- A Year in RPG Self Publishing: Year 1 by Ian Yusem. This is a great peak behind the curtain on some of the realities of self publishing. Ian does a great job of consistantly opening their practice (and a few of their blog posts about Kickstarters are linked in the funding page).
- Zine or Pamplet? The format you choose to present your writting will be a factor when trying to market your game. Jared Sinclair (bookseller for spearwitch, editor, and writer) wrote a great thread of the financial considerations to choosing your format.
- My Adventures In Selling Stuff by Sean Patrick Cain is a fantastic series of twitter thread that detail Sean’s journey in printing, selling, & shipping his book Long Haul 1983.
If you are selling your digital game, two major market places for selling digital games are itch.io as a physical game (yes, ttrpgs are tagged as physical games even though they are PDFs) or on drivethrurpg.
So you’ve put your game on itch or drivethru and you want to get a print run going. Here are some resources that can help guide you in the right direction.
- So You Want to Make a Zine: Printing by Mazirian’s Garden expands on the different ways you can print a zine (use a copy machine, print at home, print at a print shop, print through an online printer).
- Indie Game Publishing Resources by Lone Archivist collects many different avenues you could use for getting your game into print.
- The Printing Process Demystified For TTRPG Creators by Ghost Lore. This helpful guide goes over the different aspects of printing.
There are a few different options in terms of printers that you can use. This is by no means an exhaustive list, but is a place to start.
- Mixam is probably the most common/popular way to print physical ttrpg zines.
- Tabletop Hotdish is a newer small business printer who has been working with indie zine publishers (and does free print proofs). Currently they are launching a full website, but dm on twitter to see about starting a partnership.
- short Run Printing
- Jukebox is another web based printer that offers a ton of different formats (stickers, booklets, brochures, etc). Often seen as a good mixam alternative.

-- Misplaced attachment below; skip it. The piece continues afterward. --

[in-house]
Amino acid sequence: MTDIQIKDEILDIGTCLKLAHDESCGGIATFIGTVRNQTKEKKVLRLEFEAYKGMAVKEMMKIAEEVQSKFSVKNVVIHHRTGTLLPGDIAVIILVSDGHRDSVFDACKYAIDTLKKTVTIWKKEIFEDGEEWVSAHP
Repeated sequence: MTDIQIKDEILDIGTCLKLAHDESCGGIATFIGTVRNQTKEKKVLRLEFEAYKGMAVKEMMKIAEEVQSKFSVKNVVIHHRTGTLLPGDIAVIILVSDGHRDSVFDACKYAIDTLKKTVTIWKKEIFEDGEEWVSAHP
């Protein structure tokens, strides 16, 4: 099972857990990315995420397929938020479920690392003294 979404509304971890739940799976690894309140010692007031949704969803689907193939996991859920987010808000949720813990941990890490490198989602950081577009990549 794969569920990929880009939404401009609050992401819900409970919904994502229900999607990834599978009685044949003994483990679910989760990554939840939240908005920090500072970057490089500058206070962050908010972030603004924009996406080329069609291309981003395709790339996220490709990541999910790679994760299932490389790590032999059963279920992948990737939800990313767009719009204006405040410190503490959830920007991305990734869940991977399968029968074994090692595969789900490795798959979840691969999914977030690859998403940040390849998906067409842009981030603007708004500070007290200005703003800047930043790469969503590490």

- Spencer Printing offers both offset & digital printing, as well as short-run book printing.
- Taylor Specialty Books
One option for selling your printed game is to sell it yourself (on your website, as an add-on on itch, or using some other platform). The other option is to try and get some of the fantastic online sellers to carry it. This means reaching out to their buyers. Below are some different sites that sell ttrpg zines along with where they are based out of. If they are located in a different country, it may be benefitial to coordinate with them about doing a print run near them to cut down on international shipping.
- Starting Guide to Pricing by Jared Sinclair (bookseller for spearwitch) gives you a good idea of a starting point for pricing physical copies of your game.
- Exalted Funeral (US). Their purchasing agent is Fiona and can be reached at email@example.com
- Floating Chair Club (US). Contact them on their twitter or at firstname.lastname@example.org
- Spear Witch (US). Contact them at email@example.com
- ratti incantati (CA). Contact them at firstname.lastname@example.org
- Four Rogues Trading Company (CA). Contact them at email@example.com
- Monkey’s Paw Games (CA). Contact them at firstname.lastname@example.org
- Cardboard Monster (AU). Contact them at email@example.com
- Melsonia Art Council (UK). Contact them at firstname.lastname@example.org
- Soul Muppet Publishing (UK). Contact them at email@example.com
- Rook’s Press (UK). Contact them here.
- Iglootree (UK). Contact them here.
- All The Problems In This World (Germany/EU). Contact them at firstname.lastname@example.org